|Chapter 1: Evolving IT: Data Centers, Software as a Service, Hosted Solutions, Virtualization, and Clouds|
|Chapter 2: Traditional IT Monitoring, and Why it No Longer Works|
|Chapter 3: The Customer is King: Monitoring the End User Experience|
|Chapter 4: Success is in the Details: Monitoring at the Component Level|
|Chapter 5: The Capabilities You Need to Monitor IT From the Datacenter into the Cloud|
|Chapter 6: IT Health: Management Reporting as a Service|
|Complete Book (ZIP file)|
In the beginning, data centers were giant buildings housing a single, vacuum tube-driven computer, tended to by people in white lab coats whose main job was changing the tubes as they burned out. Today's data centers are so much more complicated that it's like a completely different industry: We not only have dozens or hundreds or even thousands of servers to worry about, but now we're starting to outsource specific services-like email, spam filtering, or customer relationship management (CRM)-to Web-based companies selling "Software as a Service (SaaS)" in "the cloud." How do we manage it all, to ensure that all of our IT assets are delivering the performance and service that our businesses need?
This chapter provides an introduction to the goals and challenges you face as you evolve your IT services to a hybrid IT model. It outlines the evolution from today's IT models to the future's super-distributed, hybrid model, and covers key concerns and problems you're likely to face as you move along that path.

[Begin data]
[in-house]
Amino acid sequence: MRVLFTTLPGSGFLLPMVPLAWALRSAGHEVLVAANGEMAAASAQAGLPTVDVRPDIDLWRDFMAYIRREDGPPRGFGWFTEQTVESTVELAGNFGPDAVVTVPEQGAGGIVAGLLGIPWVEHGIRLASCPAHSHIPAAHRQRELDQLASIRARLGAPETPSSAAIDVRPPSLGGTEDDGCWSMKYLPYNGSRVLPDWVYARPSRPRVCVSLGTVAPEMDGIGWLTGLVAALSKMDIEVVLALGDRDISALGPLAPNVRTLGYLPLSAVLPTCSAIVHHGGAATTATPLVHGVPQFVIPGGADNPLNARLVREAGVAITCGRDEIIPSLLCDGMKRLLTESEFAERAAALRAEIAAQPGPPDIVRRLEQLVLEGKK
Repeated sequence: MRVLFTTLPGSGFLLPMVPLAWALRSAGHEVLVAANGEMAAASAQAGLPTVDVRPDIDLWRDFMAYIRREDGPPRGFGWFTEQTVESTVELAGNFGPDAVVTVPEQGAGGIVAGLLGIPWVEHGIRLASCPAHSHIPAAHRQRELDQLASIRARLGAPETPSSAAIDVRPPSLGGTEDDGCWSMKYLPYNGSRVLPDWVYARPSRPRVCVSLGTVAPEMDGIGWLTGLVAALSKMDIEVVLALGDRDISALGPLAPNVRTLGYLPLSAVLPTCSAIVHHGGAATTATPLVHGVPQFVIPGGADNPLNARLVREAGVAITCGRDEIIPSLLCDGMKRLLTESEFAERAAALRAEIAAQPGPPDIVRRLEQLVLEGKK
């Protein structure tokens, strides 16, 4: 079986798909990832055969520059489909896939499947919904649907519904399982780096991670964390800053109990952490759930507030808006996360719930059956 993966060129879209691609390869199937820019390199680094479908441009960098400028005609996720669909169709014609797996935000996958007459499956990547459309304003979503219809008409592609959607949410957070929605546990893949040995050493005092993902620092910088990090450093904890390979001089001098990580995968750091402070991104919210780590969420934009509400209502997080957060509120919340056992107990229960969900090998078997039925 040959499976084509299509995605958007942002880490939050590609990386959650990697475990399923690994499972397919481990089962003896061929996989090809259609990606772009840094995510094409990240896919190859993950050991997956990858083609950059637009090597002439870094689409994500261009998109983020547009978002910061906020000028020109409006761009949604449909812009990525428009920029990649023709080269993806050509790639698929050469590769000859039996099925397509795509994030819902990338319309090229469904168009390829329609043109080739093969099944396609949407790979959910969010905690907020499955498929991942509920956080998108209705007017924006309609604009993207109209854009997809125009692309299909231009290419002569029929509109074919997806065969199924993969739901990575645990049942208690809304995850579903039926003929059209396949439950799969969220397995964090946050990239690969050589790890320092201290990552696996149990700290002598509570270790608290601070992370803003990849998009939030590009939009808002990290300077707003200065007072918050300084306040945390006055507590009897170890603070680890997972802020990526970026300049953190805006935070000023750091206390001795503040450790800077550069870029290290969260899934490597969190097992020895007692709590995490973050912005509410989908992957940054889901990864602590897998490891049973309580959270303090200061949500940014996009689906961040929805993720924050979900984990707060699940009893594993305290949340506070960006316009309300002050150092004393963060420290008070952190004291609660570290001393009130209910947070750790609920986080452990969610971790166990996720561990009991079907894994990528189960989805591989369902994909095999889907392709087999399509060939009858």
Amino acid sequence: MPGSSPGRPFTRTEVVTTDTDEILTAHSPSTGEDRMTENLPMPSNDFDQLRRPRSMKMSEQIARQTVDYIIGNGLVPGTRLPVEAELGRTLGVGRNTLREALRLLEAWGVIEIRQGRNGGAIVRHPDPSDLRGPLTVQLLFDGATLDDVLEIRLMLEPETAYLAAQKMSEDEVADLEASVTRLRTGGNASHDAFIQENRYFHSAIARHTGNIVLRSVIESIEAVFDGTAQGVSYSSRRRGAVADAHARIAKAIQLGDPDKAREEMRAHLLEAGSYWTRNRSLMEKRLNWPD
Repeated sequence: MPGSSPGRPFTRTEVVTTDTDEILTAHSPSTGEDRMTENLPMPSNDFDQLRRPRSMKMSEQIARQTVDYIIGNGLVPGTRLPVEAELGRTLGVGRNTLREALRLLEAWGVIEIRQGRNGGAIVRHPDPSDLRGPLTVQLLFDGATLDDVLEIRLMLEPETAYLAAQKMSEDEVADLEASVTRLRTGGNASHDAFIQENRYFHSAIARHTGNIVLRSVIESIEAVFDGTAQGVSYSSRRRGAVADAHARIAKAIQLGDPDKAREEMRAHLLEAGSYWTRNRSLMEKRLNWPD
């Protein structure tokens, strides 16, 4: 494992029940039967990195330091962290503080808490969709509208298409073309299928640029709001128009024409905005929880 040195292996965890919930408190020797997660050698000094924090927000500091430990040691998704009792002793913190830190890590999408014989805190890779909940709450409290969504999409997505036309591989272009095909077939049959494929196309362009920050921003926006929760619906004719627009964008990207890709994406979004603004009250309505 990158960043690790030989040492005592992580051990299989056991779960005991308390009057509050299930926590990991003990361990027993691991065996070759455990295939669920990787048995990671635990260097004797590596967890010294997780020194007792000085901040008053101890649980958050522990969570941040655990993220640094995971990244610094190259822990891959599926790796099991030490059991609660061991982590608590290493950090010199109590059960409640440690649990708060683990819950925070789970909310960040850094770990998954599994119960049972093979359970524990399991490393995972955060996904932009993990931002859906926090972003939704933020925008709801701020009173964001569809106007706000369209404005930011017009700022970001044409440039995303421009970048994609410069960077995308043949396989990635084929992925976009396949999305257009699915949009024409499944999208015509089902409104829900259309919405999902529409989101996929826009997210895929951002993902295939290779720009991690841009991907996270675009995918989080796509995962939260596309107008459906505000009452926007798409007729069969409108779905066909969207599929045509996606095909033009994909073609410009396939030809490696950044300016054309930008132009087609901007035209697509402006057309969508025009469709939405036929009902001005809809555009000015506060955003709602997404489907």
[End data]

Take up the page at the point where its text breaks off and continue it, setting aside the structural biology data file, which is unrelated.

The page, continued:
Those of us in the IT world think we know monitoring. After all, we've been doing it, in various ways and using various tools, for decades. We collect performance data, we look at charts, and…well, that's monitoring. Sadly, that kind of monitoring just doesn't meet today's business needs.
How You're Probably Monitoring Today
IT monitoring has evolved over the past few decades, but that evolution has pretty much consisted of continuing refinements to a basic model. Today's monitoring techniques evolved more out of what was possible and less out of what the business actually needed. Let's take some time to look at the monitoring techniques of today, because we'll want to carefully consider which techniques we need to keep—and which ones we should ditch.
I've already presented the End User Experience (EUE) as the ultimate metric for an application's overall performance, whether that application lives entirely in your data center, entirely in the cloud, or in some combination of the two. In this chapter, I'll explore the EUE in greater detail: How do you actually measure it? What, specifically, are you looking at? What contributes to a good—or poor—EUE in an application? If you see your EUE metric starting to head toward "poor," what can you do about it? I'll also examine some of the reasons companies traditionally haven't measured the EUE—and why doing so can still be tremendously difficult, especially in newer, highly-distributed applications that involve elements of cloud computing.
Why the EUE Matters
First, however, let's really pin down why the EUE is so important. As I outlined in the previous chapter, businesses have typically measured application performance solely from technical measurements—database response times, for example. What does the EUE really offer that the more traditional measurements don't?